In New Jersey, Waterfront Access Continues to Breed Controversy

Proposed revisions to DEP regulations have many in the business and environmental community sharply divided

It has helped build parks and provide waterfront access in some of the state’s most densely populated and industrialized areas, but seldom has an issue generated so much controversy.

That is the case with the state Department of Environmental Protection’s efforts to recast its regulations dealing with public access to waterfront areas, which have yet to be formally proposed, but is already causing angst among environmental groups.

The agency is being castigated by the groups for pulling back from its old rules governing access to waterfront areas, a regulation so controversial it spurred a rare measure sponsored by lawmakers to rescind the rule for exceeding legislative intent.

While a hearing was held on the measure last year, the legislature held off acting on it when Department of Environmental Protection (DEP) officials told them they were rewriting the rule to address concerns raised by businesses. In any event, the rule was tossed out by the courts, according to Larry Ragonese, a spokesman for the DEP.

The agency expects to propose a new rule within the next two weeks, Ragonese said.

“The goal is to provide good and enhanced access. It’s going to employ common sense,” he said. “You won’t be able to get into the Hess refinery, but there will be plenty of opportunity for the public to access waterfront areas.”

Paying for Public Access

More than 100 companies may have been affected by the old rule, which required facilities that did not provide public access to make a monetary contribution to create access at other waterfront areas, according to David Brogan, a vice president of the New Jersey Business & Industry Association.

“When I think back to when this rule was adopted, it was, in my mind, one of the most ill-conceived, anti-business initiatives New Jersey has put forth,” Brogan said. The rule was being used by the agency to hold up approval of certain waterfront and other permits companies needed to expand operations, unless they anted up, according to Brogan.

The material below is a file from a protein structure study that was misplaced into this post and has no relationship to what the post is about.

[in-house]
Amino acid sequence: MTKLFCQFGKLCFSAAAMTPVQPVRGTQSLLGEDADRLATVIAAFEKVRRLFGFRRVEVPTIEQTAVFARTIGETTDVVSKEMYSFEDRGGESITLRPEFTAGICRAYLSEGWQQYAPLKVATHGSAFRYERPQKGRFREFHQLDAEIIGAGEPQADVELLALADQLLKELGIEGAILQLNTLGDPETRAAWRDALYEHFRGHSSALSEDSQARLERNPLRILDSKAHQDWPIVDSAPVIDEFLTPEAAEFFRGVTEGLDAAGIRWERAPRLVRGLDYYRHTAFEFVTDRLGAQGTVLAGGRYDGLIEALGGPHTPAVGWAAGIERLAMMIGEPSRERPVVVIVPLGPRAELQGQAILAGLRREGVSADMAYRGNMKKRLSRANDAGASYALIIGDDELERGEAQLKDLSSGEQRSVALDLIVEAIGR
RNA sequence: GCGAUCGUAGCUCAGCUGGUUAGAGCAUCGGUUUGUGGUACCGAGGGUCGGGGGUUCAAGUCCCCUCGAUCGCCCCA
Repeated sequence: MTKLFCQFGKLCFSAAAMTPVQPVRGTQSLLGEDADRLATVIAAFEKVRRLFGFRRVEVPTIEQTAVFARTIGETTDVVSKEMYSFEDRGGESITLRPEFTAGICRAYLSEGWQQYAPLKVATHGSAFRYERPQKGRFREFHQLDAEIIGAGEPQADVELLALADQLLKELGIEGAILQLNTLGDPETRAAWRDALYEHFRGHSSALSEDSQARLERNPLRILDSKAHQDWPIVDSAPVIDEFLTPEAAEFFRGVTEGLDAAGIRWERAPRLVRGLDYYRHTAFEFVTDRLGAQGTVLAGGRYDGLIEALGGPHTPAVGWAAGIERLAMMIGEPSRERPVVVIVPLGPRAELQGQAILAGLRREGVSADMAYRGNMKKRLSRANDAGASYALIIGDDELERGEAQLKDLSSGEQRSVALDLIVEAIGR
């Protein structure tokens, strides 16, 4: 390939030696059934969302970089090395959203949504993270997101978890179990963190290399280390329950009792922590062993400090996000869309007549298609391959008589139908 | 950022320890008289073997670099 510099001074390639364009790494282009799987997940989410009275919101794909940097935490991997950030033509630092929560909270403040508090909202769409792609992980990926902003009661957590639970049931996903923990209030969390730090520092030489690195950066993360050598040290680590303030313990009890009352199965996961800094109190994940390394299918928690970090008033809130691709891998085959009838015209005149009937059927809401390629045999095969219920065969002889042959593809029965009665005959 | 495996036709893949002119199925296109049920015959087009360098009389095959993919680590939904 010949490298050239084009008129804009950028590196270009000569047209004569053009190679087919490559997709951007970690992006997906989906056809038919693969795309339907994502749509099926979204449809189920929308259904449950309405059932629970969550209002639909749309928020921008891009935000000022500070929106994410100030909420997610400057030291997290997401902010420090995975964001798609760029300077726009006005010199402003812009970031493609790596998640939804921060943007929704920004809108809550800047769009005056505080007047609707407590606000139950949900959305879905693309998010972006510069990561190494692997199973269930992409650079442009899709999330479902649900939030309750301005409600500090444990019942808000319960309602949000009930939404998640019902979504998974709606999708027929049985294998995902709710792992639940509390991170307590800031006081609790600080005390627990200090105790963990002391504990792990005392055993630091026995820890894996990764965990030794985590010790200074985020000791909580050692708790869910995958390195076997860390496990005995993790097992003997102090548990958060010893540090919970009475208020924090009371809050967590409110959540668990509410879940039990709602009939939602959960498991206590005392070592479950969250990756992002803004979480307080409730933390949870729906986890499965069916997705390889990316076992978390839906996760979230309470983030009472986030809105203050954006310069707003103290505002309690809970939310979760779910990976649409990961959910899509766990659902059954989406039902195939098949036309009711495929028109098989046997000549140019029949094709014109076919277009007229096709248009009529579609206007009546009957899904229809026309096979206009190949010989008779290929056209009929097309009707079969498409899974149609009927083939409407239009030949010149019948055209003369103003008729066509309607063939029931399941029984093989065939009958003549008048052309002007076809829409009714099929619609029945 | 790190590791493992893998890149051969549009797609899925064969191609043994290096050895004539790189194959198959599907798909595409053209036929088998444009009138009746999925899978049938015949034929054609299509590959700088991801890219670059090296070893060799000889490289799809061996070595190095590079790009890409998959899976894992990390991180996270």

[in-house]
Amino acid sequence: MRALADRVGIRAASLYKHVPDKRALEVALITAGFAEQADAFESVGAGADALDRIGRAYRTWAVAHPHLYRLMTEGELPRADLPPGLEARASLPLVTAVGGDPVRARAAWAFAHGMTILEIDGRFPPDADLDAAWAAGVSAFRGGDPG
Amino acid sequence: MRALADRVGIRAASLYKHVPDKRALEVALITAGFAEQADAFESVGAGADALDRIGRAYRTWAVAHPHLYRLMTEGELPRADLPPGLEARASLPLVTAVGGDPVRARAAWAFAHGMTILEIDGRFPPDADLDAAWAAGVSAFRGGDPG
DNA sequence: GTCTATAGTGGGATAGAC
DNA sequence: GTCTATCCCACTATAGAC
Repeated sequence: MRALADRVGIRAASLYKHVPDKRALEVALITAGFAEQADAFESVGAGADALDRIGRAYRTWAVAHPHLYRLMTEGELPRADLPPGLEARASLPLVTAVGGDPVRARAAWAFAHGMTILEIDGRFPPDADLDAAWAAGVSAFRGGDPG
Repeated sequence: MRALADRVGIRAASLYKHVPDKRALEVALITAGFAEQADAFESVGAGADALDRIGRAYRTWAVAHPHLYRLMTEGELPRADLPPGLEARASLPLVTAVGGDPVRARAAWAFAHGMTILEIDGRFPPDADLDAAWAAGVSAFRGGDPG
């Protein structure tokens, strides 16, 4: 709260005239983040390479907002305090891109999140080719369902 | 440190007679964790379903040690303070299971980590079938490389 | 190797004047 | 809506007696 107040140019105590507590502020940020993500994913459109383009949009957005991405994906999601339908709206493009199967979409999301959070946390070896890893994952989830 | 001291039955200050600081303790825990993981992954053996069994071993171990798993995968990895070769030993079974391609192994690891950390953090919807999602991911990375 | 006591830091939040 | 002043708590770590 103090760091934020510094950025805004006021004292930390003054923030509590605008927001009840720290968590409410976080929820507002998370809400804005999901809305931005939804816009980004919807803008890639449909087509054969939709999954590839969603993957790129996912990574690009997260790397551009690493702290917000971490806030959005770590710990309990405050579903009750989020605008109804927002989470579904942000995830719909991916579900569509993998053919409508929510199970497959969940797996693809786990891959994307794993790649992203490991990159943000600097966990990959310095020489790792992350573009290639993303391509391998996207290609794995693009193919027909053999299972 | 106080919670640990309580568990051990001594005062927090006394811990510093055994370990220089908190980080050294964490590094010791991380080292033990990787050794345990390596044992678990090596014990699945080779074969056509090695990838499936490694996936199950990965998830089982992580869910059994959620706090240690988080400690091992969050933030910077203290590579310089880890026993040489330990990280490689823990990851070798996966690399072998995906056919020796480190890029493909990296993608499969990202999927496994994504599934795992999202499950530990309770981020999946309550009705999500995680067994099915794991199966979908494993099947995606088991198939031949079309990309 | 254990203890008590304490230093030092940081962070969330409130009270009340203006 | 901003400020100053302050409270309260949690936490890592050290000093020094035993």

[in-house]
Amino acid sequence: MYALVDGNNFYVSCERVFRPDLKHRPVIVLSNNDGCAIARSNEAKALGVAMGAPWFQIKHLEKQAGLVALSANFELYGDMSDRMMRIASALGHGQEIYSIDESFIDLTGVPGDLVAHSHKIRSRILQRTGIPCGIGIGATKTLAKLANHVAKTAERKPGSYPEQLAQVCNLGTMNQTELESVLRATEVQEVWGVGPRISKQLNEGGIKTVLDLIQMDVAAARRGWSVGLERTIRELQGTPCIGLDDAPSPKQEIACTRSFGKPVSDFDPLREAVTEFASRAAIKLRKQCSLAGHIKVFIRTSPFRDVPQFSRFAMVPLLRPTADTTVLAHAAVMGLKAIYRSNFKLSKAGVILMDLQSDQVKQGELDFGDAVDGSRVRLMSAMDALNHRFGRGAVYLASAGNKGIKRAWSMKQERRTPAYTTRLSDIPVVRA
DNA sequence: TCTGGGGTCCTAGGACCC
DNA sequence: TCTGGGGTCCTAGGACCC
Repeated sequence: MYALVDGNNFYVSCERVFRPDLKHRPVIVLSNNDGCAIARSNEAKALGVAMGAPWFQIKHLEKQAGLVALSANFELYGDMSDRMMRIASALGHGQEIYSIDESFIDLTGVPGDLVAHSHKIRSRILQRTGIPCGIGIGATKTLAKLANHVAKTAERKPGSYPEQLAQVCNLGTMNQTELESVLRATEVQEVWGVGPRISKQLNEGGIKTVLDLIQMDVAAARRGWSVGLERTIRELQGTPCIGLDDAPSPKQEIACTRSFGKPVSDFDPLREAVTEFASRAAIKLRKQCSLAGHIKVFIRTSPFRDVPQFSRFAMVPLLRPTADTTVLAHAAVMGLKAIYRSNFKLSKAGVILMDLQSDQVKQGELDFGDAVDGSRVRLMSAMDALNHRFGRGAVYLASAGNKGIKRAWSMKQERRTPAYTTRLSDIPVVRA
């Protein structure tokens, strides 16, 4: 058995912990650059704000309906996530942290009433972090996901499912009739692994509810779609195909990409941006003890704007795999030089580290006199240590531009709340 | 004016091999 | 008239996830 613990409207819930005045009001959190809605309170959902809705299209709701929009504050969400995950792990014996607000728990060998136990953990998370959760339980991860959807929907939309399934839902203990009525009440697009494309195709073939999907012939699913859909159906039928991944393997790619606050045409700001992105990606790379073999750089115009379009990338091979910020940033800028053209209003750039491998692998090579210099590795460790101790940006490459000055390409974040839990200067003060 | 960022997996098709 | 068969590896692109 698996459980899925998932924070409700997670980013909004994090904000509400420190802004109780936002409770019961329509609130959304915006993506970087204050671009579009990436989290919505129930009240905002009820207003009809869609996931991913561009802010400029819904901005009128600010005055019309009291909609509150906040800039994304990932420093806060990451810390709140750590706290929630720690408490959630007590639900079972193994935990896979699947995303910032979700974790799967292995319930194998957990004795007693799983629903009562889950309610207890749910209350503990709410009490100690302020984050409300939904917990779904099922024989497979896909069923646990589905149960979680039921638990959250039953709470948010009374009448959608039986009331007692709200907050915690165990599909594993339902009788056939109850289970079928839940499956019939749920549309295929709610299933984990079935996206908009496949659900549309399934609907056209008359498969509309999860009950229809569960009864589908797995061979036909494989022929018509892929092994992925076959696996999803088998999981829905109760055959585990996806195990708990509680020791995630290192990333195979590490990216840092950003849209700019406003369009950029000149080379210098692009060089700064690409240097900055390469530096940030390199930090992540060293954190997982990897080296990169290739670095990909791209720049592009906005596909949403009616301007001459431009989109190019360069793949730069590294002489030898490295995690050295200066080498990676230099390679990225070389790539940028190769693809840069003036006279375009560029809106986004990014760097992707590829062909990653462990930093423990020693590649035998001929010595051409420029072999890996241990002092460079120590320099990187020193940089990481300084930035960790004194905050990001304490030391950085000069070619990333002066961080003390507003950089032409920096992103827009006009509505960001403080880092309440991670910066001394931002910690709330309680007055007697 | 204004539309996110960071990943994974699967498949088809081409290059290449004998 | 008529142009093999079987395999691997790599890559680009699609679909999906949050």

Still, in some cases, some companies paid up. International-Matrix Tank Terminal in Bayonne helped build a public access park in the city near its terminal, affording the public an entry point to historic wrecks in the Kill Van Kull at the old Port Johnson coal dock, according to Bill Sheehan, executive director of Hackensack Riverkeeper Inc.

With the old rule no longer in place, companies that had been negotiating with the city of Newark walked away from the table, Sheehan said. “If they don’t have to, they won’t do it voluntarily,” he said.

Other waterfront advocates said the draft proposal they had seen would undermine public access policies governing the state’s shared waterfronts, calling it a significant roll back of regulations designed to ensure that urban communities have access to the state’s waterfronts. Among communities affected would be waterfront municipalities in Bergen, Hudson, Essex, Union and Middlesex counties.

“Providing open space and recreational opportunities benefits the people of our communities,” Sheehan added. “If we limit New Jersey’s ability to re-invent its waterfronts, we will seriously impede redevelopment of our urban communities into centers of tourism, recreation, the arts and economic vitality.”

Limited Success

If the state pulls back from its old rules, advocates say it will limit New Jersey’s ability to copy the success of other cities that have revitalized their communities by focusing on waterfront access, such as Baltimore, San Antonio and Portland, Oregon.

But Brogan said his association strongly supports the draft. “It’s a much more comprehensive approach than before,” he said. “It brings common sense back to the process.”

The department also is working on developing a new website that will detail areas in New Jersey where there is public access to the waterfront, Ragonese said.

“Fishermen, surfers and beach-goers have fought long and hard for effective rules to protect their rights to access the beach and tidal waters. These developing policies and rules under consideration roll back many of those hard-fought gains” said Tim Dillingham, Executive Director of the American Littoral Society. “There is a long history of many beach towns working against broad public access to the shore, and these proposals would give the fox authority over the henhouse. New Jersey needs strong state protection of public access rights because the beaches and tidal waters belong to the entire state, not just those lucky enough to live on the shore.”